Havila Voyage Handy Hints
Our 'helpful hints' guide to your Norwegian Coastal Voyage with Havila. Many of our Scandinavian staff have travelled on a coastal voyage and offer detailed explanations to how it works on-board.
Our staff will respond to your query promptly and provide detailed information to your questions.
12 days - Voyage along the Norwegian coast.
Experience the amazing coast of Norway on a Round Voyage from Bergen to Kirkenes return. Sailing from the magical fjord landscape in the west to the Arctic Ocean in the north is the ultimate way to experience peace as well as nature up close.
The Round Voyage starts in the Hanseatic city of Bergen, continues its journey up north sailing through narrow fjords, cute towns, majestic mountains all the way to Kirkenes and then back again. All this whilst being comfortable in your large cabin, sitting in the jacuzzi or enjoying Norway's best local food in the restaurant.
The 12-days Round Voyage can be done any time of the year, but your experience will no doubt change with the season and give you a completely different voyage if done in spring, summer, autumn or winter. From sitting on the deck watching the midnight sun in Lofoten Islands to sitting under the glass roof enjoying the spectacular Aurora borealis on your way to Tromsø you will not be disappointed.
You can join a special Astronomy voyage to learn more about the Arctic night sky and the greatest lightshow on Earth, the Aurora Borealis. An expert lecturer is on board and a visit the Northern lights Planetarium is included on these particular voyages.
Norwegian Ferry boat
Click here to see the Hurtigruten fleet - Norwegian Coastal Voyages.
Click here to see the Havila fleet - Norwegian Coastal Voyages.
Click here to see the Havila fleet - Deckplans and sailing schedule
All prices are for your voyage only, FROM PRICES per person, based on two people travelling together and sharing a twin cabin. Your voyage price includes: Voyage in a cabin grade of your choice including all meals.
Rates fluctuate daily and we can often find discounts up to 25% depending on departure date and proximity to travel. Please ask us for a specific quote for your preferred dates.
Flights, travel insurance, luggage handling & optional excursions.
Ports visited today: Bergen
Welcome to Bergen, once the bustling trading centre of the Hanseatic League in the North. Bergen is the perfect strolling town and a free detailed guide of Bergen is available from the Tourist Office centrally located on Fisketorget. As you explore the historical centre of Bergen you'll be transported back to a time when Bergen was the centre of political power and trade for the entire North Atlantic. It was the Capital of the Kingdom of Norway for a short period, before the capital was moved to Oslo in 1299, and the town grew to become the largest in Scandinavia. The Hanseatic League established itself here in 1350 and had a trade monopoly that lasted 200 years. While in Bergen you might wish to visit the UNESCO heritage listed historical area around the harbour known as the Bryggen district, and the home of Edvard Grieg, Troldhaugen, Norway's internationally famous composer. Be sure to visit the new Bergen Fish Market - a fantastic modern architectural designed building.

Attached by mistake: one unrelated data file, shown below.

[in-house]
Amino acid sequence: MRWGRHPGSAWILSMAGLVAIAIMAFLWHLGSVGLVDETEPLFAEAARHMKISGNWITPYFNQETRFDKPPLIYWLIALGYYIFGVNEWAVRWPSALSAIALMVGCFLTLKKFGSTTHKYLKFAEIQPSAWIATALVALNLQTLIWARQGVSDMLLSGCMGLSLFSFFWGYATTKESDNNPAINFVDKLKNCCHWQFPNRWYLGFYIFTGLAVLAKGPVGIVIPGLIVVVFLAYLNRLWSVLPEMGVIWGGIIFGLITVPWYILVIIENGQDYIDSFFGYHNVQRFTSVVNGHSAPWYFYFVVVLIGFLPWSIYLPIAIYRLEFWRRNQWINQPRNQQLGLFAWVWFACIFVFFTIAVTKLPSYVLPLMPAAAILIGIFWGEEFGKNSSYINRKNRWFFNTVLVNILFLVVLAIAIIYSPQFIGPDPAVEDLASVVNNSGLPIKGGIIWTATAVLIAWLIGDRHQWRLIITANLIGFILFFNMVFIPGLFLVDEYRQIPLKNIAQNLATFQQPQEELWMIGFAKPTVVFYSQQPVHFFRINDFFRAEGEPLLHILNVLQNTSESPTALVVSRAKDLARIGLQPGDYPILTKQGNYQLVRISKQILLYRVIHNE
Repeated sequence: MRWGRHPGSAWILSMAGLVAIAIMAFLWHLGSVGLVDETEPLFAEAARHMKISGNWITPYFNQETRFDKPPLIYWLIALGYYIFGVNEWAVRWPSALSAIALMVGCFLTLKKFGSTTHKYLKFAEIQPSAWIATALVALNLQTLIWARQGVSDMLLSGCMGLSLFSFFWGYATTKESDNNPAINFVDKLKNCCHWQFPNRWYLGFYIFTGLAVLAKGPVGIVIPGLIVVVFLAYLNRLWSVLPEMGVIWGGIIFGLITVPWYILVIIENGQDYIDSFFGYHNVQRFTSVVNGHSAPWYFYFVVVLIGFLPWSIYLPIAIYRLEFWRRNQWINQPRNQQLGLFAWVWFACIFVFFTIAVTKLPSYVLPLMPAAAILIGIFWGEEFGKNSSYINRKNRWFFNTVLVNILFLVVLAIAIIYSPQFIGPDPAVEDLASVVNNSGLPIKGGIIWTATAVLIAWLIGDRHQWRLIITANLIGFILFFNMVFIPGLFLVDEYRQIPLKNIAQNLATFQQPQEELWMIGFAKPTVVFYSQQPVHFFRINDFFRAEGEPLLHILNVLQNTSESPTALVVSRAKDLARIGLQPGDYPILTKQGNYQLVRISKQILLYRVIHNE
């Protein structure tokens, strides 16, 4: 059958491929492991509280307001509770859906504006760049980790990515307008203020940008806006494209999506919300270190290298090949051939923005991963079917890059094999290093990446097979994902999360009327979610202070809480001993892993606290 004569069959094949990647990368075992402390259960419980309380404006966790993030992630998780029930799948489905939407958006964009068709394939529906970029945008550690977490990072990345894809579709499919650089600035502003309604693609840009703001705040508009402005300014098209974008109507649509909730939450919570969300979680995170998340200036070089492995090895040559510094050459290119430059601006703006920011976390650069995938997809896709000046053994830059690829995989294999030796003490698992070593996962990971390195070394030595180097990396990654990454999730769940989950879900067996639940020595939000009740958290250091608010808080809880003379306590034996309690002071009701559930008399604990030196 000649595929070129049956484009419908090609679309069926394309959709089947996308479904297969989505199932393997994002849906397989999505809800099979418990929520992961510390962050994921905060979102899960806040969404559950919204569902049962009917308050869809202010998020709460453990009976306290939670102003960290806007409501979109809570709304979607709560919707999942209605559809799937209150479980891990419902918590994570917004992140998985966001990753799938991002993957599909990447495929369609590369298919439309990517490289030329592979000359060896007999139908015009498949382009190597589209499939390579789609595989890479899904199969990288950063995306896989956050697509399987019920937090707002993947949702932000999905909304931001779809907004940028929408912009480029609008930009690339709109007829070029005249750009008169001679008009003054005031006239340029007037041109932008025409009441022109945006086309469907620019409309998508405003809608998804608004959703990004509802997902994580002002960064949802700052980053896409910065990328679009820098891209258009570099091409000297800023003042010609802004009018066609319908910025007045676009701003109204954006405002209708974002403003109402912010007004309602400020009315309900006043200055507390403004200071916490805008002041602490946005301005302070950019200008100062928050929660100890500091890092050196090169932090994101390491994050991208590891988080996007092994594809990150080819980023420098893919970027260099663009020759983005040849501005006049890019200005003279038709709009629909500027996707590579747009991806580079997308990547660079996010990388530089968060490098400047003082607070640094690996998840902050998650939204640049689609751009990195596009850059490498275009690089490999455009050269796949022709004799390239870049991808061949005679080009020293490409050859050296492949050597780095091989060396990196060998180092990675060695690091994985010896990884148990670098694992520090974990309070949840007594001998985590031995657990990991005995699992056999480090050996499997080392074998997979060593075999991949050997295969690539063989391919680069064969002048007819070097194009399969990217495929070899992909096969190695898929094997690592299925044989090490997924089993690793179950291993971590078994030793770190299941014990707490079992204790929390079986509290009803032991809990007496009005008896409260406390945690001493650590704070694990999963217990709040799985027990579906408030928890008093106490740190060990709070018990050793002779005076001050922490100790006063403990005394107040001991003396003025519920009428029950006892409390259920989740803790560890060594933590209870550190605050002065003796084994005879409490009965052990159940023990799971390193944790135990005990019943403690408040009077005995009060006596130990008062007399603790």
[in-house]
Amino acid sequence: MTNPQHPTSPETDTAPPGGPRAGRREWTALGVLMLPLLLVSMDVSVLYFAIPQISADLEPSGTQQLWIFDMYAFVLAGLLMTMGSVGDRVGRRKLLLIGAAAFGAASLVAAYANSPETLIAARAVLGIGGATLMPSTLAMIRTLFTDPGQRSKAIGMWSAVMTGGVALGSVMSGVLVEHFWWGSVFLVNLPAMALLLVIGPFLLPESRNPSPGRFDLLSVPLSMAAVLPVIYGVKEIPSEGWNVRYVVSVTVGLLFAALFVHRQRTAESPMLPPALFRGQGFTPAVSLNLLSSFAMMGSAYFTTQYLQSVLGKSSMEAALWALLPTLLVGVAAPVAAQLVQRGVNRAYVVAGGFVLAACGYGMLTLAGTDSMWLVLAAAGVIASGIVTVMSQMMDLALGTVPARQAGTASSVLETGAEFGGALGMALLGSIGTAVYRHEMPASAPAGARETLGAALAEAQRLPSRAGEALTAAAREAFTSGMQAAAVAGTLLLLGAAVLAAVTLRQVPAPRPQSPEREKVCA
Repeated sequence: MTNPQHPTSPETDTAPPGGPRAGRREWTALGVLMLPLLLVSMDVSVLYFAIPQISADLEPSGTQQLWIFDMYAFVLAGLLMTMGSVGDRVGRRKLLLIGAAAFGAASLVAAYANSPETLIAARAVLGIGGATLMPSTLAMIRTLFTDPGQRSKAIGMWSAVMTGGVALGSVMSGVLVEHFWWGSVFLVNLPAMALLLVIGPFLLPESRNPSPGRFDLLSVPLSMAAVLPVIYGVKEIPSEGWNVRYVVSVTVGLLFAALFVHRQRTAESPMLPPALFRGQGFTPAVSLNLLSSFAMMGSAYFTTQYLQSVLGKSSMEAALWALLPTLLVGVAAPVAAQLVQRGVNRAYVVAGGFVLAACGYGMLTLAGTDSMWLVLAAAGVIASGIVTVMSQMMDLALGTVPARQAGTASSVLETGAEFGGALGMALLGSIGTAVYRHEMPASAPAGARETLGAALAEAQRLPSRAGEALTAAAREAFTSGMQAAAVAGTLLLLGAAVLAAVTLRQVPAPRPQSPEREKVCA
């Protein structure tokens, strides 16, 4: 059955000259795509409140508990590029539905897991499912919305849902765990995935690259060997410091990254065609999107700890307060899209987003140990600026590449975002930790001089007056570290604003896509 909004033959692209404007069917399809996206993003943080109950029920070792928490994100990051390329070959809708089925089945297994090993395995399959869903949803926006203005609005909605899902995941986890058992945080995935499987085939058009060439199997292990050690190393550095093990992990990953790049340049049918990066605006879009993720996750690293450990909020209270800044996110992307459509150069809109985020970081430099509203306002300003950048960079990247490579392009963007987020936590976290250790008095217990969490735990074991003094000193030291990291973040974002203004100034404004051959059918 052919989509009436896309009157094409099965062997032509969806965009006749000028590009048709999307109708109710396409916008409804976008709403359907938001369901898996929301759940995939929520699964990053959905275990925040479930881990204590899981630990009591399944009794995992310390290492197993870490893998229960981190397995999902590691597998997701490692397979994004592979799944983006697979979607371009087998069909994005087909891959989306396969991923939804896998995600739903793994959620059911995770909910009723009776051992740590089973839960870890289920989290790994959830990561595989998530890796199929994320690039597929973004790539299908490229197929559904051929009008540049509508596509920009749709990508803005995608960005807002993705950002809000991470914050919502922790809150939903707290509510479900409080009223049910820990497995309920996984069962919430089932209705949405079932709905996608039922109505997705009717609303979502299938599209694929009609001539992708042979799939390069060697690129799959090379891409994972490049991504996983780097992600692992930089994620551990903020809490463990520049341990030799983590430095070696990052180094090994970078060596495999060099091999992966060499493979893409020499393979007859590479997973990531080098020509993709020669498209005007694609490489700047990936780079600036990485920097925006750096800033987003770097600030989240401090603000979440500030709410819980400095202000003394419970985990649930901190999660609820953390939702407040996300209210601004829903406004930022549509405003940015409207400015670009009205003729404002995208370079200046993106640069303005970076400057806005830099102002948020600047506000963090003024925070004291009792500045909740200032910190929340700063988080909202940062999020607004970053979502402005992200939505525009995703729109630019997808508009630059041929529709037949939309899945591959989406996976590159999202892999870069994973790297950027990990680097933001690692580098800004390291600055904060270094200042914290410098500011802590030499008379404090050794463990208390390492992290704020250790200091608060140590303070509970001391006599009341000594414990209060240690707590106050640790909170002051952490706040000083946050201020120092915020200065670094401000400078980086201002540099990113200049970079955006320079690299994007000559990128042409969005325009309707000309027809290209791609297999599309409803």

Representative Service in Norway
Hurtigruten's representative service in Norway in based in Bergen and may be contacted on +47 9094 6905
24-Hour Emergency number +61 280 695 866
Havila's representative service in Norway is based in Fosnavåg and can be contacted on 24 Hour emergency number
Getting to your ship:
Your ship will sail from the Hurtigruten Terminalen, located at Nostegarten 30, 5010 Bergen. Telephone +47 5554 3631. Please ask us about the transfer shuttle.
The terminal is staffed from 13:00 (1pm) and is open from 15:00 (3pm) for baggage check- in. Embarkation takes place from 16:00 (4pm) and your cabin will be available from approximately 18:00 (6pm).
Should you arrive early to the terminal, you are free to explore Bergen independently until embarkation time. Lockers are available in the terminal, however you will need local currently to access. Please note, you carry your own luggage onboard from the pier to your cabin.
Your ship departs at 20:00 (8pm)
An information meeting is usually held on the evening of departure from Bergen and includes details of safety onboard. There is an information folder in each cabin and safety procedures are illustrated on the back of your cabin door and in public areas. The Tour Leader on board will assist with general information and the shore excursion programme.
Ports visited today: Florø, Måløy, Torvik, Ålesund, Molde.
Your ship continues north past skerries and islands before reaching Ålesund. Enjoy examples of Art Nouveau style in the Apotekergate and Kongensgate pedestrian precinct. Make sure you see Ålesund from above, taking 418 steps to the top of Mount Aksla. The Atlantic Sea Park (Atlanterhavsparken)-one of the largest saltwater aquariums in Europe is also worth a visit.
In the summer months you will enter the UNESCO protected Geirangerfjord. Surrounded by majestic mountain peaks, lush green vegetation and beautiful waterfalls, it is truly one of the most spectacular places in the world.
At other times of the year you can experience Hjørlundsfjord amidst the magnificent Sunnmøre Alps. Its unspoiled nature and natural landscape are what gives this fjord its special character.
Molde- known as the 'Town of Roses' is another exceptional place to catch beautiful views of 222 mountain peaks at the Molde Panorama.
Ports visited today: Kristiansund, Trondheim, Rørvik.
When visiting the old royal city of Trondheim, be sure to get a good view from the Old Town Bridge (Gamle Bybrua). Dating from 1861, this neo-gothic wooden bridge used to be the only way into the town centre. Nidaros Cathedral, built between 1070 and 1300 is Norway's largest Gothic religious edifice. In the neighbouring Archbishop's Palace, the Norwegian Crown Jewels are kept. In the city of Trondheim, the Hanseatic, waterside storehouses built on wooden stilts are just as charming as Stiftsgården- the largest wooden building in Norway and residence for the Royal Family when visiting Trondheim.